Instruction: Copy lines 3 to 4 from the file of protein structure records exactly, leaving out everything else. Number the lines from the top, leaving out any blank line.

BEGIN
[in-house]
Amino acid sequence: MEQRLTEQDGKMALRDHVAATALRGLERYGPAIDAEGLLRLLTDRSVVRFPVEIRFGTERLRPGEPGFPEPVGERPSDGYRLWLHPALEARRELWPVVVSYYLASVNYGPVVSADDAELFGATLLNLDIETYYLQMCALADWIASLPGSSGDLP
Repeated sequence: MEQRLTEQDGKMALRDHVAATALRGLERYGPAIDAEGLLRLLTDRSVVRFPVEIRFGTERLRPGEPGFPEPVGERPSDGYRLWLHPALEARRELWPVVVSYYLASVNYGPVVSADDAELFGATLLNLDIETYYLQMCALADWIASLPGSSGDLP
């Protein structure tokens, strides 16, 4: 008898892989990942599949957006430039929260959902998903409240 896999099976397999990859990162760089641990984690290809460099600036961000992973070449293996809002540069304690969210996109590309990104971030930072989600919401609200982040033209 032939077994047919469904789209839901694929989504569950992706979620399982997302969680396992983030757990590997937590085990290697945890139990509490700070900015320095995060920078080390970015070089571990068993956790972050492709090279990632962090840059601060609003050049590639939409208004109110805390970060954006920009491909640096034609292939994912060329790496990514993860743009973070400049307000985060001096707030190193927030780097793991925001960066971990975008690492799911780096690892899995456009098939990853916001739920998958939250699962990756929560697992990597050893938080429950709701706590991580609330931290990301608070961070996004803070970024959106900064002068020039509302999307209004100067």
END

Repeated sequence: MEQRLTEQDGKMALRDHVAATALRGLERYGPAIDAEGLLRLLTDRSVVRFPVEIRFGTERLRPGEPGFPEPVGERPSDGYRLWLHPALEARRELWPVVVSYYLASVNYGPVVSADDAELFGATLLNLDIETYYLQMCALADWIASLPGSSGDLP
């Protein structure tokens, strides 16, 4: 008898892989990942599949957006430039929260959902998903409240 896999099976397999990859990162760089641990984690290809460099600036961000992973070449293996809002540069304690969210996109590309990104971030930072989600919401609200982040033209 032939077994047919469904789209839901694929989504569950992706979620399982997302969680396992983030757990590997937590085990290697945890139990509490700070900015320095995060920078080390970015070089571990068993956790972050492709090279990632962090840059601060609003050049590639939409208004109110805390970060954006920009491909640096034609292939994912060329790496990514993860743009973070400049307000985060001096707030190193927030780097793991925001960066971990975008690492799911780096690892899995456009098939990853916001739920998958939250699962990756929560697992990597050893938080429950709701706590991580609330931290990301608070961070996004803070970024959106900064002068020039509302999307209004100067």